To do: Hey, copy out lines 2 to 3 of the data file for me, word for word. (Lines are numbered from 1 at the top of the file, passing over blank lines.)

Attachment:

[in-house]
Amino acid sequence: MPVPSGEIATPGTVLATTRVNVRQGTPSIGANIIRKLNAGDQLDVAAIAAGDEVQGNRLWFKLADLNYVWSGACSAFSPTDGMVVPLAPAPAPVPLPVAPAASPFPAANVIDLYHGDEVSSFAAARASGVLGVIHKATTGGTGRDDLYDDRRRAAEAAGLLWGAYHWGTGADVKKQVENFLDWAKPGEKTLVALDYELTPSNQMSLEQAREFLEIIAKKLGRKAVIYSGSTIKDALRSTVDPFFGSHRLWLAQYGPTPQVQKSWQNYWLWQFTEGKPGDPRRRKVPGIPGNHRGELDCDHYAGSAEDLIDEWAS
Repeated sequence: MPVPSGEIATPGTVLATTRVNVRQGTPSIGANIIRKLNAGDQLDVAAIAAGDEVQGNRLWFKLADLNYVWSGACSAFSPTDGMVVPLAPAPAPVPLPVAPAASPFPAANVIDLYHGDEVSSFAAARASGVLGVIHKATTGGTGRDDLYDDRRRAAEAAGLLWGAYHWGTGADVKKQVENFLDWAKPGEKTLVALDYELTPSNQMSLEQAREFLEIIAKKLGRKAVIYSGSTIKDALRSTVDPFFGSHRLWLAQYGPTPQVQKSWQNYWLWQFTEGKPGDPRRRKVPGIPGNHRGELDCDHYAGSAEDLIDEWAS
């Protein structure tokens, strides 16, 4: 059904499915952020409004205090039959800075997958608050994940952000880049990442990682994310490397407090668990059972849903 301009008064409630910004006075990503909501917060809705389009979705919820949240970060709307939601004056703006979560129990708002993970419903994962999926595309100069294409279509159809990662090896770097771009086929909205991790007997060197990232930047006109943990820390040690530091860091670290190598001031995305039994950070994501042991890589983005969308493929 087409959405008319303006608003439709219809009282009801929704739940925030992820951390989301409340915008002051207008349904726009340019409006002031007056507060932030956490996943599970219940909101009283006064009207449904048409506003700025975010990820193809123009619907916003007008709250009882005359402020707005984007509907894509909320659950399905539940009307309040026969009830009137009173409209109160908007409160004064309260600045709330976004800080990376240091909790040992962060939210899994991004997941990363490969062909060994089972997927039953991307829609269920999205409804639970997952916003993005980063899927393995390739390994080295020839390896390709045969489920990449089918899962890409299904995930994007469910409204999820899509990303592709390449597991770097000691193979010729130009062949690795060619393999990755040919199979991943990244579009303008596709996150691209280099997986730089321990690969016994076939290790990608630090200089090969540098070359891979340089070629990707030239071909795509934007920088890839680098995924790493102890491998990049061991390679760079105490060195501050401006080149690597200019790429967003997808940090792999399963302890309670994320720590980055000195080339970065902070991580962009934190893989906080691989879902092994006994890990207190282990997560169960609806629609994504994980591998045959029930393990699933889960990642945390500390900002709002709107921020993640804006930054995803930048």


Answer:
Amino acid sequence: MPVPSGEIATPGTVLATTRVNVRQGTPSIGANIIRKLNAGDQLDVAAIAAGDEVQGNRLWFKLADLNYVWSGACSAFSPTDGMVVPLAPAPAPVPLPVAPAASPFPAANVIDLYHGDEVSSFAAARASGVLGVIHKATTGGTGRDDLYDDRRRAAEAAGLLWGAYHWGTGADVKKQVENFLDWAKPGEKTLVALDYELTPSNQMSLEQAREFLEIIAKKLGRKAVIYSGSTIKDALRSTVDPFFGSHRLWLAQYGPTPQVQKSWQNYWLWQFTEGKPGDPRRRKVPGIPGNHRGELDCDHYAGSAEDLIDEWAS
Repeated sequence: MPVPSGEIATPGTVLATTRVNVRQGTPSIGANIIRKLNAGDQLDVAAIAAGDEVQGNRLWFKLADLNYVWSGACSAFSPTDGMVVPLAPAPAPVPLPVAPAASPFPAANVIDLYHGDEVSSFAAARASGVLGVIHKATTGGTGRDDLYDDRRRAAEAAGLLWGAYHWGTGADVKKQVENFLDWAKPGEKTLVALDYELTPSNQMSLEQAREFLEIIAKKLGRKAVIYSGSTIKDALRSTVDPFFGSHRLWLAQYGPTPQVQKSWQNYWLWQFTEGKPGDPRRRKVPGIPGNHRGELDCDHYAGSAEDLIDEWAS